Dear Amy: I am a foster parent. I’m happily single, in my 40s, and my parents recently moved nearby.
He wrote me an email suggesting that I return her to the agency because of her behaviors, stating that I was putting someone else’s child before our own parents.
I ignored these emails, because they did not warrant a response.
I sought out therapy because of his berating me, which has occurred throughout my entire life.
I am in a healthier place, and my foster daughter’s behaviors have simmered down after an adjustment period.
Fortunately, my brother and his family live nine hours away. However, our parents seem eager for them to visit the new home and spend the holidays together.
I have never complained about their closeness to my brother. After all, he is their son. Even so, I do not feel comfortable pretending that everything is fine between my brother and me.
Even though they moved to be near me, they always seem to take his side. My mother constantly makes comments about how she wishes the two of us were closer.
I realize I may not have many more holidays to celebrate with my parents. How can I make them happy without putting myself in a potentially miserable situation?
Marley: Weirdly, it sometimes seems that parents will “side” with a miscreant sibling when they are trying to sell you on a sibling relationship that they wish was better. They’re trying to persuade you that he’s a good guy.
Every parent wants their children to form a very happy unit, but it often does not work that way. Many people wouldn’t choose to be friends with siblings, yet they are connected together for much of life.
I’m sorry to report this, but you may not be able to make your folks happy about this relationship. Your brother bullied you in childhood and continues to bully you now. This even seems to be filtering down to the child you’ve taken into your heart.
Of course you don’t want to spend time with him! And because he has shown such hostility toward your child, it might not be wise to expose her to him.
One hazard of this big shift in your family’s geography would be if you thought too far ahead. This might be one of those times when anticipating problems will not help.
I suggest you take this situation one holiday at a time. Minimize your contact with your brother, and reassure your folks that this is not their problem to fix.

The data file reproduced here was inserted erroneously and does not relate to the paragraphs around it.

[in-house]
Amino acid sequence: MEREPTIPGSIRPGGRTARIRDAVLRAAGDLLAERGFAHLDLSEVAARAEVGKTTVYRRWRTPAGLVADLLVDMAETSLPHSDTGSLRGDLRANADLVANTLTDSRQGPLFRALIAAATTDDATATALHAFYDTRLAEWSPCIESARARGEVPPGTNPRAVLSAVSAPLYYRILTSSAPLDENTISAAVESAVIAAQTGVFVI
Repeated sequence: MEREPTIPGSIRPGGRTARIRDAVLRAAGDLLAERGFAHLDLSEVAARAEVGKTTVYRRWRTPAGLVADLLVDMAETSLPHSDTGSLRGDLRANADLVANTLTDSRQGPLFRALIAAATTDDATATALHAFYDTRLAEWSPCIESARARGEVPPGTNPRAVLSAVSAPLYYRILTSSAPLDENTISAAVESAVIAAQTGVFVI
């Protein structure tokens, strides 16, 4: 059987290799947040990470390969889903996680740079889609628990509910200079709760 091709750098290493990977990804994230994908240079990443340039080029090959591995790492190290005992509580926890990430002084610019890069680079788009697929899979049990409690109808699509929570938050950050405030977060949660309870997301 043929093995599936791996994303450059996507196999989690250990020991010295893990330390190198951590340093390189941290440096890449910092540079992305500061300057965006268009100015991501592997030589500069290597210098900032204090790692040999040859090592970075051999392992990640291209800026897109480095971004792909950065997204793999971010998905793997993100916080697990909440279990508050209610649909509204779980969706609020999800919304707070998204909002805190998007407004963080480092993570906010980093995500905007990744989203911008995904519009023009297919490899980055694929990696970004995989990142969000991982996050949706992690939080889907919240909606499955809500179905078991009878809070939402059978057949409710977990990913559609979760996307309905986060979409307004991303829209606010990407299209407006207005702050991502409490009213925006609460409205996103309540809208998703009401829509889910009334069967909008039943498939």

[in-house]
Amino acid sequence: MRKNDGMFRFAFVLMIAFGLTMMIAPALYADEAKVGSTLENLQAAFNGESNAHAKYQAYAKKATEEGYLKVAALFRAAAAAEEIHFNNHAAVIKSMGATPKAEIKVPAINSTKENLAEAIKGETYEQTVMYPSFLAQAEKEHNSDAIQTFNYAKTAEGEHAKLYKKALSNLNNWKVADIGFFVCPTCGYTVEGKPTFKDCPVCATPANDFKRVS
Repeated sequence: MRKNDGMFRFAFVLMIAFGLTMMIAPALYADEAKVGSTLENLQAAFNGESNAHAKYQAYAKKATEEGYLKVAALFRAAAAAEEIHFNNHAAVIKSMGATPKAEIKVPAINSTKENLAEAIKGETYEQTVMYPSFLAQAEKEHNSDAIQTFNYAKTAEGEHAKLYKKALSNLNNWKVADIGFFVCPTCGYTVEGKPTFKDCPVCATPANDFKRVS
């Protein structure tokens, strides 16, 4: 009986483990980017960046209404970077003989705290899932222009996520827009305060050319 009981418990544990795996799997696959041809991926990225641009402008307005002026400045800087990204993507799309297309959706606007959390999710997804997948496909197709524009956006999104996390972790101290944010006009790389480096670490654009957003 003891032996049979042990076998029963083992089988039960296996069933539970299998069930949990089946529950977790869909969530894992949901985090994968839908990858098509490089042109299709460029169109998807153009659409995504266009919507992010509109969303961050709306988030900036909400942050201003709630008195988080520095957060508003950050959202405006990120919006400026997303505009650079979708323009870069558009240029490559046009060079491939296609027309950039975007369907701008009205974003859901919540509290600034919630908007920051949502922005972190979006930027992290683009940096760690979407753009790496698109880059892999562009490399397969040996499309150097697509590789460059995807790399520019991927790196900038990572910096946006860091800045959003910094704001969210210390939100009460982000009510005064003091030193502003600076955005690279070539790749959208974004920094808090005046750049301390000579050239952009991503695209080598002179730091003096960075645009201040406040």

Dear Amy: When I got divorced about 16 years ago, it coincided with my adult child moving out of the house. I started using the sound of television for company, not only during waking hours, but also through the night. What started out as a pacifier has now become a terrible habit. I cannot fall asleep or stay asleep if the TV isn’t running in the same room.
The problem is that the TV seems to wake me up every 60 to 90 minutes. I have tried going cold turkey by not turning the TV on at all, but I just lay there for hours in silence and darkness getting frustrated. I have tried using the TV’s automatic timer, so it shuts itself off about an hour after I get into bed, but then it seems as if the silence wakes me as soon as it clicks off.
Do you have any suggestions or advice on how I can break this terrible habit?
— Constantly Tuned In
Constantly: The light from the TV might be what is awakening you. Switching to audio only could work.
There are a number of apps that attempt to tackle insomnia, using white noise, nature sounds and even boring bedtime stories.
The American Sleep Association has a number of recommendations.
Dear Amy: Your advice to “Dedicated Master Gardener” really spoke to me.
Like this writer, I’m an avid gardener, and I learned the hard way not to offer unsolicited feedback about others’ plantings.
Growing: I’m also an avid gardener. Learning as you grow is rarely pretty — but it is effective.
© 2022 by Amy Dickinson distributed by Tribune Content Agency